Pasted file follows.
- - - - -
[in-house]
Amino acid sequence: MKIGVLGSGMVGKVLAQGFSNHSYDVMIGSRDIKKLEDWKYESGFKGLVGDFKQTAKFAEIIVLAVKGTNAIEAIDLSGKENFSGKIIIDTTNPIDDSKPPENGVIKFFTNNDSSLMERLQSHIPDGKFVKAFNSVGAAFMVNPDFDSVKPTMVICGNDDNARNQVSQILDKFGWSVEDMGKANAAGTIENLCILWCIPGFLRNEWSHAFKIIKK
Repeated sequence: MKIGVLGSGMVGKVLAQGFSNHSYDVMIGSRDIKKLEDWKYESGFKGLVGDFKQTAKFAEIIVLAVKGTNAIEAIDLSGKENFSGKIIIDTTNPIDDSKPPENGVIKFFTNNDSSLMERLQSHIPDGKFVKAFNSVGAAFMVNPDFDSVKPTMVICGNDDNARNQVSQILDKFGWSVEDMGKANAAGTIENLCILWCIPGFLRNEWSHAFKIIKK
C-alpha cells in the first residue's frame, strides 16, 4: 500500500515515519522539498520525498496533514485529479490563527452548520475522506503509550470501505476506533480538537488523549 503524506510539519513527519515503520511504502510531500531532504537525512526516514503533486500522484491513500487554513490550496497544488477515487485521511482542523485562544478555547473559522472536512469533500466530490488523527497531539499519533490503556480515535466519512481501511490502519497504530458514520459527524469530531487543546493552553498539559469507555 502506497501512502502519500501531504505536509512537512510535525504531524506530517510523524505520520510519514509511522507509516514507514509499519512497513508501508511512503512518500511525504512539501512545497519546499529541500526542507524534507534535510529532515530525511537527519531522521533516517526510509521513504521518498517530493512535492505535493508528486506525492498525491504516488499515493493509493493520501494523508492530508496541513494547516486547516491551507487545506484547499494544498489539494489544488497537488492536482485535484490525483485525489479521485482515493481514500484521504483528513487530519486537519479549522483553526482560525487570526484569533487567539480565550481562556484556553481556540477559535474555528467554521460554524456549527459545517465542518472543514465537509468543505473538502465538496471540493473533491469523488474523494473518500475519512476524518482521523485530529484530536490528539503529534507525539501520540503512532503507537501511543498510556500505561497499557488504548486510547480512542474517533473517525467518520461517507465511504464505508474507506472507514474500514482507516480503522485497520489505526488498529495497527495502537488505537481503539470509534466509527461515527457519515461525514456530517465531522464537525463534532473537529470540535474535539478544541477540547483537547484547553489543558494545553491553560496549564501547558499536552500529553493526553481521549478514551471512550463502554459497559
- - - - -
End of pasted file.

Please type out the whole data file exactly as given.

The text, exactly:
[in-house]
Amino acid sequence: MKIGVLGSGMVGKVLAQGFSNHSYDVMIGSRDIKKLEDWKYESGFKGLVGDFKQTAKFAEIIVLAVKGTNAIEAIDLSGKENFSGKIIIDTTNPIDDSKPPENGVIKFFTNNDSSLMERLQSHIPDGKFVKAFNSVGAAFMVNPDFDSVKPTMVICGNDDNARNQVSQILDKFGWSVEDMGKANAAGTIENLCILWCIPGFLRNEWSHAFKIIKK
Repeated sequence: MKIGVLGSGMVGKVLAQGFSNHSYDVMIGSRDIKKLEDWKYESGFKGLVGDFKQTAKFAEIIVLAVKGTNAIEAIDLSGKENFSGKIIIDTTNPIDDSKPPENGVIKFFTNNDSSLMERLQSHIPDGKFVKAFNSVGAAFMVNPDFDSVKPTMVICGNDDNARNQVSQILDKFGWSVEDMGKANAAGTIENLCILWCIPGFLRNEWSHAFKIIKK
C-alpha cells in the first residue's frame, strides 16, 4: 500500500515515519522539498520525498496533514485529479490563527452548520475522506503509550470501505476506533480538537488523549 503524506510539519513527519515503520511504502510531500531532504537525512526516514503533486500522484491513500487554513490550496497544488477515487485521511482542523485562544478555547473559522472536512469533500466530490488523527497531539499519533490503556480515535466519512481501511490502519497504530458514520459527524469530531487543546493552553498539559469507555 502506497501512502502519500501531504505536509512537512510535525504531524506530517510523524505520520510519514509511522507509516514507514509499519512497513508501508511512503512518500511525504512539501512545497519546499529541500526542507524534507534535510529532515530525511537527519531522521533516517526510509521513504521518498517530493512535492505535493508528486506525492498525491504516488499515493493509493493520501494523508492530508496541513494547516486547516491551507487545506484547499494544498489539494489544488497537488492536482485535484490525483485525489479521485482515493481514500484521504483528513487530519486537519479549522483553526482560525487570526484569533487567539480565550481562556484556553481556540477559535474555528467554521460554524456549527459545517465542518472543514465537509468543505473538502465538496471540493473533491469523488474523494473518500475519512476524518482521523485530529484530536490528539503529534507525539501520540503512532503507537501511543498510556500505561497499557488504548486510547480512542474517533473517525467518520461517507465511504464505508474507506472507514474500514482507516480503522485497520489505526488498529495497527495502537488505537481503539470509534466509527461515527457519515461525514456530517465531522464537525463534532473537529470540535474535539478544541477540547483537547484547553489543558494545553491553560496549564501547558499536552500529553493526553481521549478514551471512550463502554459497559